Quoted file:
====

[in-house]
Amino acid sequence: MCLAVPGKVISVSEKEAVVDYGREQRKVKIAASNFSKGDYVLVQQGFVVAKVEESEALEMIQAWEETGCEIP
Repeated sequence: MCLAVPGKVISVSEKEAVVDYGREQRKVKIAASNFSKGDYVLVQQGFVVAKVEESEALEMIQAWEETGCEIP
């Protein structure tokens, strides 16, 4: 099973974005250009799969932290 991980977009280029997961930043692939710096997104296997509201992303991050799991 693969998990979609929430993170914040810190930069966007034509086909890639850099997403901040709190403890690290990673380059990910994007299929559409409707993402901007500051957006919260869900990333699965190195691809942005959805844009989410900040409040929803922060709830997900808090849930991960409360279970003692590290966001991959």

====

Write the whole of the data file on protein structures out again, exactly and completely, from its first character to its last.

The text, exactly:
[in-house]
Amino acid sequence: MCLAVPGKVISVSEKEAVVDYGREQRKVKIAASNFSKGDYVLVQQGFVVAKVEESEALEMIQAWEETGCEIP
Repeated sequence: MCLAVPGKVISVSEKEAVVDYGREQRKVKIAASNFSKGDYVLVQQGFVVAKVEESEALEMIQAWEETGCEIP
């Protein structure tokens, strides 16, 4: 099973974005250009799969932290 991980977009280029997961930043692939710096997104296997509201992303991050799991 693969998990979609929430993170914040810190930069966007034509086909890639850099997403901040709190403890690290990673380059990910994007299929559409409707993402901007500051957006919260869900990333699965190195691809942005959805844009989410900040409040929803922060709830997900808090849930991960409360279970003692590290966001991959």